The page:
Did you know: a typical bolt of lightning is about 3 miles long and heats the air immediately surrounding the bolt to over 20,000 degrees Celsius? That's three times hotter than the surface of the sun.
For many Americans, summer isn't complete without an exciting thunderstorm to break up the heat. This electrifying photo was taken by Sandia Labs photographer Randy Montoya during a summer storm on July 21, 2013. The lightning illuminated the Redstone rocket that stands in front of the National Museum of Nuclear Science & History in Albuquerque, New Mexico.
Image: Randy Montoya, Sandia National Laboratory
Date taken: 2013-07-31 12:13
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Mapping the Link between Invasive Plants and Wildfire in the Mojave Desert
Scientists at Pacific Northwest National Laboratory (PNNL) are using predictive tools to understand ecological changes driven by frequent fires due to invasive plant species in #California’s #Mojave #Desert. In collaboration with the U.S. Geological Survey, scientists are integrating recent advances in fire science and remote sensing tools to characterize the relationship between non-native invasive plant species and wildfire in the desert under current and changing climate conditions. The satellite image shown here is of the Mojave Desert transformed to principal components highlighting geologic formations, land use and vegetation cover.
Image: PNNL scientist Jerry Tagestad and the U.S. Global Land Cover Facility in Sioux Falls, South Dakota
Date taken: 2013-08-21 12:14
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Identifying and Protecting Alaskan Fishery Habitats
This aerial photo shows open water and floating ice on ponds, lakes and river channels in the Sagavanirktok River Delta in Alaska’s North Slope. PNNL scientists employed satellite technology to understand the impacts of oil development activities on the environment. Using satellite radar to “see” through the ice, scientists detected critical fish overwintering habitats by identifying where ice was grounded and where it was floating. Utilizing this information on critical habitats, fishery managers can suggest locations for energy development activities that increase the sustainability of fishery resources and minimize environmental impacts. Research was funded by the U.S. Department of the Interior.
Image: Pacific Northwest National Laboratory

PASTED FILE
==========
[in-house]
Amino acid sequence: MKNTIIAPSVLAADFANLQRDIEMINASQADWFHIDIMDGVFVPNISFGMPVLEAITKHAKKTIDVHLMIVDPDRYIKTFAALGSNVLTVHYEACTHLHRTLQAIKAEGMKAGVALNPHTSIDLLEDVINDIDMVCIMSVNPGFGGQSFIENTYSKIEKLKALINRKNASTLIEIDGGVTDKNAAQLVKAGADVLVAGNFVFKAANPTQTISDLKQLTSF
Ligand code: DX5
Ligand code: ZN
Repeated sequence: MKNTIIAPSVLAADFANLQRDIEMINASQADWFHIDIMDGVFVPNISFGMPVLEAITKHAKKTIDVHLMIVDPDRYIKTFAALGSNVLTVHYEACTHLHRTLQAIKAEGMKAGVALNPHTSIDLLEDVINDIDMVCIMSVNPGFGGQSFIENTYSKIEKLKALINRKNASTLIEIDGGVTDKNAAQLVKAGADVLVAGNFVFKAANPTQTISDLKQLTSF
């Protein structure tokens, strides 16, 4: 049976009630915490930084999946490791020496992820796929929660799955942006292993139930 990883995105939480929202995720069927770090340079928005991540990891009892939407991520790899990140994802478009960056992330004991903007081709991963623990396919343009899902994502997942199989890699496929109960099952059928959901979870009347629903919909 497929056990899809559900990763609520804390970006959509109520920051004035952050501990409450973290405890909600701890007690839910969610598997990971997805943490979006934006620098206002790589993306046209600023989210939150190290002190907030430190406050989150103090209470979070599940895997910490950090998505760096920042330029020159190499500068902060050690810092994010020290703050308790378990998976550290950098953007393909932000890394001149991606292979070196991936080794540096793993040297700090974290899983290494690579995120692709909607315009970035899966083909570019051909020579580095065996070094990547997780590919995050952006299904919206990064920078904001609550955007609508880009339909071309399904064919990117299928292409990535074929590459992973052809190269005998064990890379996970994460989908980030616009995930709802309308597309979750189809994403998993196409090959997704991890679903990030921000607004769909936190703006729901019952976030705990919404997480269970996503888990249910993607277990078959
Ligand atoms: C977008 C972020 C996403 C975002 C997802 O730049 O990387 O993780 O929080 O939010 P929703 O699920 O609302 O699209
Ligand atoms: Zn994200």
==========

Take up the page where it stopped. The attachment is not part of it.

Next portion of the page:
Date taken: 2013-09-27 12:16
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Oak Ridge in 1942
James Edward Westcott was one of the only people permitted to have a camera at the Oak Ridge site during the Manhattan Project and the Cold War. He documented the lives of many of the residents and workers in the “Atomic City,” in the days before Oak Ridge National Laboratory was actually Oak Ridge National Lab.
In this February 1945 photo, a young woman is welding in the prefabrication shop building, part of the K-25 uranium separation facilities at the Oak Ridge site. Many of the men and women who worked on these projects still live in Oak Ridge, Tennessee, today.
Image: James Edward Westcott, courtesy of DOE & the National Archives
Date taken: 2013-10-23 12:17
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I, Robot Rodeo
This past summer, Sandia National Laboratories hosted the 2013 Robot Rodeo – a 10-event technical challenge that determines the best robot designs for diffusing dangerous situations. The rodeo is a free event that usually includes entries from police departments and military bases in nearby states.
By developing these technologies, robots could potentially remove the danger to humans from the first response to unknown or dangerous situations. Challenges typically include diffusing a trip wire or boring a hole through a wall to peer through with an electronic eye.
In this photo, a robot investigates a bomb threat challenge at an arcade. The operators are not allowed to turn on the lights or turn off the machines, complicating the challenge.
Image: Randy Montoya, Sandia National Laboratories
Date taken: 2013-11-07 12:19
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The First Energy-Efficient Dual-Paned Windows
Researchers at Berkeley Lab helped develop the first energy-efficient dual-paned windows, now used in buildings and homes worldwide for billions of dollars in energy savings. Current windows research in the Environmental Energy Technologies Division at Berkeley Lab is aimed at developing new glazing materials, windows simulation software and other advanced high-performance window systems. The building shown here, located at Berkeley Lab, is a windows testing facility.
Image: Roy Kaltschmidt, Lawrence Berkeley National Laboratory